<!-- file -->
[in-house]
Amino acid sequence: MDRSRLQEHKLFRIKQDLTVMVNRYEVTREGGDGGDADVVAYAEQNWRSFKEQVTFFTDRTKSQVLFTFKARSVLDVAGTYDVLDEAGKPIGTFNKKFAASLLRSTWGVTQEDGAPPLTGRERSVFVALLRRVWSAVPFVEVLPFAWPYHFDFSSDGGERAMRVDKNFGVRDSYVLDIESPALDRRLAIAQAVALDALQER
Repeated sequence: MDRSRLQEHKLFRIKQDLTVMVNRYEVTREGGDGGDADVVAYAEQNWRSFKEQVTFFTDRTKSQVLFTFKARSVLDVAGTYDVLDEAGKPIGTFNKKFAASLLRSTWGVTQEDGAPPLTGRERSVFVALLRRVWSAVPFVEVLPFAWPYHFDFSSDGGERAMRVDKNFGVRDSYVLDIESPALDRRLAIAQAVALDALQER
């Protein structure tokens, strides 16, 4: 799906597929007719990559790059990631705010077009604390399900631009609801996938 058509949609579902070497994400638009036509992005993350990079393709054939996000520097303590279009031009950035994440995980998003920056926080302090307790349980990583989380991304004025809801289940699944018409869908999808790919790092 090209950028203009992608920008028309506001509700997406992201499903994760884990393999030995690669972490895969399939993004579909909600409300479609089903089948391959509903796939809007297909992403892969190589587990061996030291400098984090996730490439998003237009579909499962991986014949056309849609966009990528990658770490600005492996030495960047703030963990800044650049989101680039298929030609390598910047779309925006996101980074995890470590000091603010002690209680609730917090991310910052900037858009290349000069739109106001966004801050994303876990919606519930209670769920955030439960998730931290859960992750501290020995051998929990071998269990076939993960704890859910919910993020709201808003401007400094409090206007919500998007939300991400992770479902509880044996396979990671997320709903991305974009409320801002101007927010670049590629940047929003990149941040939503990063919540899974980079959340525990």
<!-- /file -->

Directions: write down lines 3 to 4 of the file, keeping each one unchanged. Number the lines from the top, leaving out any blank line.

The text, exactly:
Repeated sequence: MDRSRLQEHKLFRIKQDLTVMVNRYEVTREGGDGGDADVVAYAEQNWRSFKEQVTFFTDRTKSQVLFTFKARSVLDVAGTYDVLDEAGKPIGTFNKKFAASLLRSTWGVTQEDGAPPLTGRERSVFVALLRRVWSAVPFVEVLPFAWPYHFDFSSDGGERAMRVDKNFGVRDSYVLDIESPALDRRLAIAQAVALDALQER
């Protein structure tokens, strides 16, 4: 799906597929007719990559790059990631705010077009604390399900631009609801996938 058509949609579902070497994400638009036509992005993350990079393709054939996000520097303590279009031009950035994440995980998003920056926080302090307790349980990583989380991304004025809801289940699944018409869908999808790919790092 090209950028203009992608920008028309506001509700997406992201499903994760884990393999030995690669972490895969399939993004579909909600409300479609089903089948391959509903796939809007297909992403892969190589587990061996030291400098984090996730490439998003237009579909499962991986014949056309849609966009990528990658770490600005492996030495960047703030963990800044650049989101680039298929030609390598910047779309925006996101980074995890470590000091603010002690209680609730917090991310910052900037858009290349000069739109106001966004801050994303876990919606519930209670769920955030439960998730931290859960992750501290020995051998929990071998269990076939993960704890859910919910993020709201808003401007400094409090206007919500998007939300991400992770479902509880044996396979990671997320709903991305974009409320801002101007927010670049590629940047929003990149941040939503990063919540899974980079959340525990």